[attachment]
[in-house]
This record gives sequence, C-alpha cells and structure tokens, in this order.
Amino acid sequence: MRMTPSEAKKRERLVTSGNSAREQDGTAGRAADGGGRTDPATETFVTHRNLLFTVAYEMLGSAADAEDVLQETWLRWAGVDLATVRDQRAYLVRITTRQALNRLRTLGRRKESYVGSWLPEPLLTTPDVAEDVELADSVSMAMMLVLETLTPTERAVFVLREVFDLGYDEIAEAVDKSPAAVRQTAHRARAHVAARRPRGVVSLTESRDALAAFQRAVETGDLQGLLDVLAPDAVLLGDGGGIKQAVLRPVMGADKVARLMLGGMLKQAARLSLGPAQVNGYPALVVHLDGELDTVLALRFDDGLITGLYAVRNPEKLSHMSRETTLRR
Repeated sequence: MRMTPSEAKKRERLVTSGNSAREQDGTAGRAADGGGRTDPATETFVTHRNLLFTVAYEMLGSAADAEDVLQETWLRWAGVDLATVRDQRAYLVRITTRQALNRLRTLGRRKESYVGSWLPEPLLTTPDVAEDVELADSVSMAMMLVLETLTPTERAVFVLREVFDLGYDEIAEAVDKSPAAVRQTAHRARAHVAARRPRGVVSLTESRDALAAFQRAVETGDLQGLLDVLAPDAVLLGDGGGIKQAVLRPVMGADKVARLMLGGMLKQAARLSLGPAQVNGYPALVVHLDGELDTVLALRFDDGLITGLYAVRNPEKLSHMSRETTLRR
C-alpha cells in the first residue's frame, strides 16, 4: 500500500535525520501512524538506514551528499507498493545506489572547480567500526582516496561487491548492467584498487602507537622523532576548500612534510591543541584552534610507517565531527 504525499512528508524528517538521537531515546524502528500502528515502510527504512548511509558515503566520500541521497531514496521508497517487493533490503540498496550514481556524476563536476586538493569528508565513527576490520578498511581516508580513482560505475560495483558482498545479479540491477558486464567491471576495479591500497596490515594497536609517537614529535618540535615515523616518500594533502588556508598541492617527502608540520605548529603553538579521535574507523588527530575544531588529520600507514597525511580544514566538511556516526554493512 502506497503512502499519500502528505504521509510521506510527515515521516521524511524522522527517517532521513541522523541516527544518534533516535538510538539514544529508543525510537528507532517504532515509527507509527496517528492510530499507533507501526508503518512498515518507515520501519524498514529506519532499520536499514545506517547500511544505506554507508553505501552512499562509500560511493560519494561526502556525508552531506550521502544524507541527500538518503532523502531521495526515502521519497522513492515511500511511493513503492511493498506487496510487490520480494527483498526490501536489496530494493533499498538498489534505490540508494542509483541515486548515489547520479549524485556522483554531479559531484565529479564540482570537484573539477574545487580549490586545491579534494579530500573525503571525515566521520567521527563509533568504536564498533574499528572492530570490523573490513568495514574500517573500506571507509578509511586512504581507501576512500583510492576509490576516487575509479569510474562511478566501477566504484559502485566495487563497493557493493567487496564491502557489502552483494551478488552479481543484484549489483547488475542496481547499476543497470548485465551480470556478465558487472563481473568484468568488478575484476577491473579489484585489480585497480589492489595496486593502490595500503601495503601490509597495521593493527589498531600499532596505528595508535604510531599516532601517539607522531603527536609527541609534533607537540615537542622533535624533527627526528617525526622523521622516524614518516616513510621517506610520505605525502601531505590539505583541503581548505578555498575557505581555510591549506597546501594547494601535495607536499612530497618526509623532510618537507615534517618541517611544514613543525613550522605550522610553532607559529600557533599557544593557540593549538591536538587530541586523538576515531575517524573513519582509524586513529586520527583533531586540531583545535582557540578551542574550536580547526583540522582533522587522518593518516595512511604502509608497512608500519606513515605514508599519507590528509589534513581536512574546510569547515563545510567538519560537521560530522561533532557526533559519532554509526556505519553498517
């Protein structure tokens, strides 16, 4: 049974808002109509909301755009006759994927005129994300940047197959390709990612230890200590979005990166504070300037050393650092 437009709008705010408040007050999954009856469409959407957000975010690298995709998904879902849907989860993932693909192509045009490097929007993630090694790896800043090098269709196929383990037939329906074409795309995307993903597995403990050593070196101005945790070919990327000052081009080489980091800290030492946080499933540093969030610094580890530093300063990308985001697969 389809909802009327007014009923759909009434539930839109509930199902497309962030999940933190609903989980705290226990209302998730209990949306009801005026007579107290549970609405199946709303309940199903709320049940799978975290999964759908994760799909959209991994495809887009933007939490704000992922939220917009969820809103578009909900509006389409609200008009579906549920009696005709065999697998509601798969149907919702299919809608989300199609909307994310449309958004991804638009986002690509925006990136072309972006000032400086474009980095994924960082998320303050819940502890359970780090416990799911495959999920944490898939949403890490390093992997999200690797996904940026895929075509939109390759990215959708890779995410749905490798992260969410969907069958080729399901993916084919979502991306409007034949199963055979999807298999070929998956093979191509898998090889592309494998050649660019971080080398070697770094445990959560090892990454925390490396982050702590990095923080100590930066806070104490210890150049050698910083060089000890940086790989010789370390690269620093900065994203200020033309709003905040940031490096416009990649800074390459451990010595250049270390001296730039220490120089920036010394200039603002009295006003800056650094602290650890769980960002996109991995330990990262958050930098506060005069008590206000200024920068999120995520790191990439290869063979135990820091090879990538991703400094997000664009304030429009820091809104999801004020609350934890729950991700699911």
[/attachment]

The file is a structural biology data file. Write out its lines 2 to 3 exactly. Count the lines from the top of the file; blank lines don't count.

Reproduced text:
This record gives sequence, C-alpha cells and structure tokens, in this order.
Amino acid sequence: MRMTPSEAKKRERLVTSGNSAREQDGTAGRAADGGGRTDPATETFVTHRNLLFTVAYEMLGSAADAEDVLQETWLRWAGVDLATVRDQRAYLVRITTRQALNRLRTLGRRKESYVGSWLPEPLLTTPDVAEDVELADSVSMAMMLVLETLTPTERAVFVLREVFDLGYDEIAEAVDKSPAAVRQTAHRARAHVAARRPRGVVSLTESRDALAAFQRAVETGDLQGLLDVLAPDAVLLGDGGGIKQAVLRPVMGADKVARLMLGGMLKQAARLSLGPAQVNGYPALVVHLDGELDTVLALRFDDGLITGLYAVRNPEKLSHMSRETTLRR